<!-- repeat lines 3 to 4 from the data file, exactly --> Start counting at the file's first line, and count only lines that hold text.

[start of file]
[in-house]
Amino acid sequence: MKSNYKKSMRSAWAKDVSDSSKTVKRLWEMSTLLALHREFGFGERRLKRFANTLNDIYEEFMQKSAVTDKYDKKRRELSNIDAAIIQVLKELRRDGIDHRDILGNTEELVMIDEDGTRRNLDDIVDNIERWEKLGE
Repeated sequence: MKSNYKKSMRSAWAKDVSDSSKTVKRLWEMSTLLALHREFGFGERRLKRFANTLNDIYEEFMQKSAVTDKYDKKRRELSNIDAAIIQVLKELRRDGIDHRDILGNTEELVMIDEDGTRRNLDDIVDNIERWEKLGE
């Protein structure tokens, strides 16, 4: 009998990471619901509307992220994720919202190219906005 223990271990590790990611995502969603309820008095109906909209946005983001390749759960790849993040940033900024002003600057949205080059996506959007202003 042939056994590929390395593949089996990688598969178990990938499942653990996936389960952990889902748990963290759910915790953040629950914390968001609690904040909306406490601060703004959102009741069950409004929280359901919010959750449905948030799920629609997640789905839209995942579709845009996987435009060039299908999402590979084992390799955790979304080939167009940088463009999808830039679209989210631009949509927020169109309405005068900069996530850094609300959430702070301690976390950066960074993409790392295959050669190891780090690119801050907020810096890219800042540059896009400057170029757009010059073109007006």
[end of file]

Repeated sequence: MKSNYKKSMRSAWAKDVSDSSKTVKRLWEMSTLLALHREFGFGERRLKRFANTLNDIYEEFMQKSAVTDKYDKKRRELSNIDAAIIQVLKELRRDGIDHRDILGNTEELVMIDEDGTRRNLDDIVDNIERWEKLGE
């Protein structure tokens, strides 16, 4: 009998990471619901509307992220994720919202190219906005 223990271990590790990611995502969603309820008095109906909209946005983001390749759960790849993040940033900024002003600057949205080059996506959007202003 042939056994590929390395593949089996990688598969178990990938499942653990996936389960952990889902748990963290759910915790953040629950914390968001609690904040909306406490601060703004959102009741069950409004929280359901919010959750449905948030799920629609997640789905839209995942579709845009996987435009060039299908999402590979084992390799955790979304080939167009940088463009999808830039679209989210631009949509927020169109309405005068900069996530850094609300959430702070301690976390950066960074993409790392295959050669190891780090690119801050907020810096890219800042540059896009400057170029757009010059073109007006």